The past week has been one of intense political turbulence in Korean politics. Tens of thousands of people have taken to the streets in Seoul, held candle-lit vigils, and clashed with anti-riot police to protest the policies of President Lee Myung-bak’s government. The trigger for the protests was opposition to President Lee’s decision to resume beef imports from the United States. U.S. beef has been banned in Korea since 2003, after “mad cow” disease was identified in American cattle. Korean protestors claim that if the ban is lifted, U.S. exporters will send to Korea the beef that Americans will not eat—that with the highest risk for unleashing the rare, brain-destroying illness.
Regardless of the factual basis for this claim, the protests have so grown in scale and anger in recent weeks—and have come to encompass people from such diverse ages and backgrounds—that today nobody can credibly argue that they are a “rent-a-protest” orchestrated by the Korean agricultural lobby or the work of marginal leftists groups. Clearly, there are larger forces at work here. I want to highlight two, in particular.
First is a generalized opposition to President Lee’s governing style. A former mayor of Seoul and executive in one of country’s largest conglomerates (Hyundai), the conservative tycoon was elected last December by a 22-point margin over his left-wing rival. Lee’s main message was not unlike Mitt Romney’s in the U.S. presidential primaries—“I have run a major company, and therefore I can steer the country down a path of economic success”. In Lee’s case, the pledge was summarized by the phrase “Republic of Korea 7-4-7”—seven percent growth per year for ten years, which would give Korea a per capita GDP of $40,000 and would make Korea the 7th largest economy in the world within a decade. While unrealistic, Lee’s pledge resonated with the public, and he was elected with a mandate to serve as chairman of Korea, Inc.
Yet, Lee has behaved too much like a chairman of the board, acting imperiously and with little regard for public opinion on a number of issues, the most prominent of which has been the U.S. beef-import decision. Another has been his controversial proposal to build a major cross-country canal system without due regard to the environmental consequences. A third has been his proposal to privatize the healthcare system. Lee’s conservative party, the Grand National Party, controls the national assembly by a narrow margin, which must add to the president’s sense that he is running a corporate board, not a government. Meanwhile, the major party of the left, the United Democratic Party, is in chaos after its defeat last December. Without an organized opposition party to fight Lee’s controversial policies, it is not surprising that the left has preferred to take its cause directly to the streets.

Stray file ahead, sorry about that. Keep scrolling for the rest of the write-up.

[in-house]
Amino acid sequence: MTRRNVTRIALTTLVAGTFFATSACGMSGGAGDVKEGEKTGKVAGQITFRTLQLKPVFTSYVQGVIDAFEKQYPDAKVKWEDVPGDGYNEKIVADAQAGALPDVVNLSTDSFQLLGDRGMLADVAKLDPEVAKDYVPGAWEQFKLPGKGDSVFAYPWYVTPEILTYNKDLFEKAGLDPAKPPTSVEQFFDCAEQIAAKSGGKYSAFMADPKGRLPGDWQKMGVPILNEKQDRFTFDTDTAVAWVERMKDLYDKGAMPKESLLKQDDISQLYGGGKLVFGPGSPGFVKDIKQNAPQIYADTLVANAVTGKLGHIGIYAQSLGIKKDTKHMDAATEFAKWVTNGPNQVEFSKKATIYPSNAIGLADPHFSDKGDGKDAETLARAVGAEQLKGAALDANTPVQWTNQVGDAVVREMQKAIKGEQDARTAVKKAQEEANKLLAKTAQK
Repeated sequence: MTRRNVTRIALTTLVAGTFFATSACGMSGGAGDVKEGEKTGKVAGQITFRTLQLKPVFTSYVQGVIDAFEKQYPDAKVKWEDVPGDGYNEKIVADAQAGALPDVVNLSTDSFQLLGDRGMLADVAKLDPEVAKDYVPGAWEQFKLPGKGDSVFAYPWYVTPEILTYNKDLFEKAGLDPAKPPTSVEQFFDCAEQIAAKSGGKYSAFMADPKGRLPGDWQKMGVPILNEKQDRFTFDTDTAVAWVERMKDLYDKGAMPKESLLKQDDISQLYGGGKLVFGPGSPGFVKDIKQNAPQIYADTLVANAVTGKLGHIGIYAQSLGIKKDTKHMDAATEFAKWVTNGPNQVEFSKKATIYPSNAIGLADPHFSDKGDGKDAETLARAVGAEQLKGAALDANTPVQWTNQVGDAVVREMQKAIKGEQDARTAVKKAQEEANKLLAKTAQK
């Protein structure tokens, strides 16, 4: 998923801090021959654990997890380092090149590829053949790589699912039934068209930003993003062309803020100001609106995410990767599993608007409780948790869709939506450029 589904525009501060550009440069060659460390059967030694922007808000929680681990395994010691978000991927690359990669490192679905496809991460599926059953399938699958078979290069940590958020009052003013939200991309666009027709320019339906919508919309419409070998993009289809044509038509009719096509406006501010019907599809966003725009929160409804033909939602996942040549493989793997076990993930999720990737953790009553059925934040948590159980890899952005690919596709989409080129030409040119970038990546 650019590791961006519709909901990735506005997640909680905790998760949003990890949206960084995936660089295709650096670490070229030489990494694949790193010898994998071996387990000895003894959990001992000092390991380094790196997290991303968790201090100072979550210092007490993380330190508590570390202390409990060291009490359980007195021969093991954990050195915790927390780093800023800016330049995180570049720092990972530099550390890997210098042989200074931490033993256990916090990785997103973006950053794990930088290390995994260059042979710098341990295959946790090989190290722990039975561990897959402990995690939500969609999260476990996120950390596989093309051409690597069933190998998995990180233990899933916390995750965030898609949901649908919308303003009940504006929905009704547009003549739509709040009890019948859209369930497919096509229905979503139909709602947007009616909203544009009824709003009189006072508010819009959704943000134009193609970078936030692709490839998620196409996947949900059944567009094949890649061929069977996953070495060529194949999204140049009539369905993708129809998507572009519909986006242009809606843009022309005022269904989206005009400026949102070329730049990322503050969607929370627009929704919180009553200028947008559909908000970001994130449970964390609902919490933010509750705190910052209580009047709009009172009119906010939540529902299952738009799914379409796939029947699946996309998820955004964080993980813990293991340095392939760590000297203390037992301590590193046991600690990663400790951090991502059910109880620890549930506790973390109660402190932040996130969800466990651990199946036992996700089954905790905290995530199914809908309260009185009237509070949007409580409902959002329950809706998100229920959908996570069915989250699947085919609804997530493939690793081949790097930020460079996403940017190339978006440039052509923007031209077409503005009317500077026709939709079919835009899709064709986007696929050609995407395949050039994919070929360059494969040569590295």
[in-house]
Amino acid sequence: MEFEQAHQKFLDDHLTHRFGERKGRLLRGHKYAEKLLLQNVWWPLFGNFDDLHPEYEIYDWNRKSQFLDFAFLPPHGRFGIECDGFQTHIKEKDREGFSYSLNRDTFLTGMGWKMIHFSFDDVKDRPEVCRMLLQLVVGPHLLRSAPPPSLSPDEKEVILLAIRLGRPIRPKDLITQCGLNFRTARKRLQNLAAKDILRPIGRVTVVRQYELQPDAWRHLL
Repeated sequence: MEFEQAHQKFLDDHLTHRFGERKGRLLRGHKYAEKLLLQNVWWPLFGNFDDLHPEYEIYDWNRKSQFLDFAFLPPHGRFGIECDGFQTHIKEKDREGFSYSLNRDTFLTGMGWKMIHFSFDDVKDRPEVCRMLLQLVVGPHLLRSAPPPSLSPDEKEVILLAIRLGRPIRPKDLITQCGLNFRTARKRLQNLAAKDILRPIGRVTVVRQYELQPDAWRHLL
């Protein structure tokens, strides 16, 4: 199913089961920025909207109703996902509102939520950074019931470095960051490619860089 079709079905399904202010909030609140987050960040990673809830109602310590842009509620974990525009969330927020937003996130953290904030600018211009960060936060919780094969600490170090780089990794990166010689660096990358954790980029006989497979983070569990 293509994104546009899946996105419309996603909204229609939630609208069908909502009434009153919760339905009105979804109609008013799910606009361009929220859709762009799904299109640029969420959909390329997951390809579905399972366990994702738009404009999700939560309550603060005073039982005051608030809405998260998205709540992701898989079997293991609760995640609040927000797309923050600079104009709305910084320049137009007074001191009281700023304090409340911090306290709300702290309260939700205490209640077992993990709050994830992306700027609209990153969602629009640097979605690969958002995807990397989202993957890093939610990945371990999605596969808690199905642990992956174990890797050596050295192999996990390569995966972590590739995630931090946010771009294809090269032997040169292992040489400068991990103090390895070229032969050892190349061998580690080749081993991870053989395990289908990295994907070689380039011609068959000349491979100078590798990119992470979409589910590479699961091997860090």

The second driver behind the protests will remain long after President Lee has left office—this is a clash of different visions over Korea’s place in a changing world economy. Korea is above all a trading nation. Foreign trade represents a remarkable 70 percent of its GDP. Since the 1960s, the country has been singularly adept at taking advantage of economic openness, and it has grown rich by moving up the value chain and exporting increasingly higher value-added goods. But today, those favoring opening the Korean economy further are encountering growing public opposition. The discussion is no longer about how but whether Korea should open its economy further.
Skepticism is growing for several reasons. The two bilateral trade agreements currently on the table—one with the United States and one with China—are big undertakings, and they are both likely to have major economic consequences. The Korea-U.S. trade agreement, inked and dried last year but not yet ratified by either country’s legislature, would be the biggest bilateral trade deal ever for both Korea and the United States. The China-Korea FTA is only a proposal at this stage, but one the current government seems determined to pursue. (In 2003, China surpassed the United States as Korea’s biggest trading partner.)
Both of these agreements are riddled with difficult trade-offs for Korean agriculture and industry. Korea’s giant conglomerates, the chaebols, will be big winners, particularly if they can gain access to China’s booming market for consumer durables and make further inroads into the U.S. market. However, the agreements will likely deal a blow to thousands of small- and medium-sized enterprises that produce low-tech manufactures for the domestic market, and which the government has nurtured for years through preferential credit arrangements and trade protection. Given the large work force employed by the SMEs, building a free-trade coalition will be a major political challenge.
For now, President Lee has been forced by the protests to back down. He has announced a delay in U.S. beef imports and is shelving his canal-building plans. A cabinet reshuffle will likely follow. After this chastening, President Lee will start behaving more a as a politician than as chairman of the board, checking his polls and consulting with the opposition and his own party before making policy pronouncements. However, the larger dilemma of Korea’s role in the world economy will come back to haunt him again, only next time, it will not only be in the guise of mad cows with American flags.